For the 2030 World Cup, South America calls on history
The deadline may seem distant, but the major maneuvers have already begun. The South American bid for the World Cup in 2030 advanced a new pawn on Thursday July 28. A decisive pawn.
As anticipated since a meeting last June of the four governments, Argentina, Uruguay, Paraguay and Chile have formalized their plan to host the Centenary World Cup in eight years. In Asuncion, last month, the vice-president of Paraguay, Hugo Velazquez, had confirmed the will of the four countries to “relaunch their intention to host the 2030 World Cup.” The intention is now concretized by a more official announcement.
The South American project dates back to 2017. It was initially led by Argentina and Uruguay. Very quickly, Paraguay joined the adventure. In February 2019, the three applicants became four with the arrival of Chile. The global pandemic has slowed their march, but never encouraged them to give up.
With their official bid, announced by the Argentine Football Federation (AFA), the South American bid should pick up speed quickly. The precise details of the project are not yet known, including the potential distribution of the stadiums, but they should be revealed as early as the beginning of next month.
If successful, the 2030 World Cup would be the first in history to take place in four nations. The 2026 edition will already mark a turning point, with three host countries, the United States, Mexico and Canada, and a final phase with 48 teams. For the next one, FIFA could still shake up its habits.
At this stage of the campaign, the picture remains very vague. Two questions, above all, still lack a clear answer.
The first concerns FIFA’s final decision. The body is supposed to announce the winning file in May 2024, six years before the event. But the complexity of a possible World Cup in four countries, with 48 qualified teams, could lead FIFA to advance its choice.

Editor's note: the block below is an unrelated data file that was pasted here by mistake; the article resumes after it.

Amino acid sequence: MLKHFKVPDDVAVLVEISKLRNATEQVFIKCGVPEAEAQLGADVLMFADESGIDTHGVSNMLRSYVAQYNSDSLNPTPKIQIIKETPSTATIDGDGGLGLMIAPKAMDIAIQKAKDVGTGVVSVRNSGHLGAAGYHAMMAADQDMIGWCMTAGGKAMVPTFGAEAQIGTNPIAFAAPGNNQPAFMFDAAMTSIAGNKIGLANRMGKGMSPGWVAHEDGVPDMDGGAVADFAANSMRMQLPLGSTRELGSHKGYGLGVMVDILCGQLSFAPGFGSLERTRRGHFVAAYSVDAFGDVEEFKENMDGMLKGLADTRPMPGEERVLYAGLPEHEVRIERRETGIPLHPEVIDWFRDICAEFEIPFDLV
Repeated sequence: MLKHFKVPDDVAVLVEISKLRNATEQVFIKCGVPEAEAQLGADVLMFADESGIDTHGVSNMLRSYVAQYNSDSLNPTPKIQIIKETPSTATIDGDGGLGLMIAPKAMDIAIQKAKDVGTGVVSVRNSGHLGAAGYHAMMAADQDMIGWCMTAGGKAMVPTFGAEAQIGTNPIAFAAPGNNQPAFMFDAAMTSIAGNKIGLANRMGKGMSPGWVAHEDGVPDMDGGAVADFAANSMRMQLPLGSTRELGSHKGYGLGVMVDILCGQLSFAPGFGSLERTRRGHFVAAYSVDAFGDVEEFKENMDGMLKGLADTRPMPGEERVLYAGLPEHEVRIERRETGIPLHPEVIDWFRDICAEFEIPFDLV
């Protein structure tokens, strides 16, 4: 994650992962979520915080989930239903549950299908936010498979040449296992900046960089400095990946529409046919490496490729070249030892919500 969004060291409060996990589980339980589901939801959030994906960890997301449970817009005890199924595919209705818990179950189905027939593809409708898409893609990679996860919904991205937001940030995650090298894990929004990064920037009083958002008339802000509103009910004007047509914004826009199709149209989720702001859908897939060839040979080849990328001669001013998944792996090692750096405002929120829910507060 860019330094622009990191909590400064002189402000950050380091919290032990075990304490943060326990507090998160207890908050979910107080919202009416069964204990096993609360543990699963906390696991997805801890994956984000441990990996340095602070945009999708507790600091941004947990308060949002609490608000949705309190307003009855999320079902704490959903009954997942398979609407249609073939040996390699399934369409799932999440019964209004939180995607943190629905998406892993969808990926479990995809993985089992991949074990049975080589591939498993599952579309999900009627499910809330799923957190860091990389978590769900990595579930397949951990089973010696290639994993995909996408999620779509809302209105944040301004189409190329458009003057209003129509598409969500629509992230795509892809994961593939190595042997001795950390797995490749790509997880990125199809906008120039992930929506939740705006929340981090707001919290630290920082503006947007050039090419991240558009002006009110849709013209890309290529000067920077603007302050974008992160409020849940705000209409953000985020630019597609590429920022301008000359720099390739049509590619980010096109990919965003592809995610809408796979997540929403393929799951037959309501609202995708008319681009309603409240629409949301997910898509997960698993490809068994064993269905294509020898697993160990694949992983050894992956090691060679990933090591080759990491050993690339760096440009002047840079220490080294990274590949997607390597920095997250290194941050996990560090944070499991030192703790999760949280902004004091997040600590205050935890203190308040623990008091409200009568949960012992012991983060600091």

Another unknown, the competition. In addition to the South American project, another application is already official. It is carried by Spain and Portugal. The two countries do not drag on the road. Spain, in particular, announced in mid-July that it had pre-selected fifteen stadiums, an initial list which will be reduced to eleven in the coming months.
For the rest, the competition lacks clarity. Already a candidate five times (1994, 1998, 2006, 2010 and 2026), without ever having been successful, Morocco would always be ready to try its luck again. Will he do it alone? Last June, the rumor circulated in the English and Spanish media that Morocco could join forces with Spain and Portugal, an option which would be rather appreciated by Gianni Infantino.
Also in Europe, the four-team project of Bulgaria, Greece, Romania and Serbia has been talked about a lot for a while. But it was never officially filed. Last February, UEFA dealt him an undoubtedly fatal blow by explaining that they wanted to support a single European file, then explaining in the process that it would be that of Spain and Portugal.
The British project, too, was thrown to the nettles. England and Ireland have scratched it from the list by choosing to apply to host Euro 2028.
Less than two years from the decision, or even less if FIFA opted for an early choice, the battle that is taking shape should oppose the South American project to the Spain-Portugal ticket.
Faced with the economic power of the European market, South America intends to play the card of history. “We want to remind you that the first World Cup was held in Uruguay in 1930, and that our continent exports the best players in the world“, insisted last June the vice-president of Paraguay, Hugo Velazquez. Sufficient ? Not sure.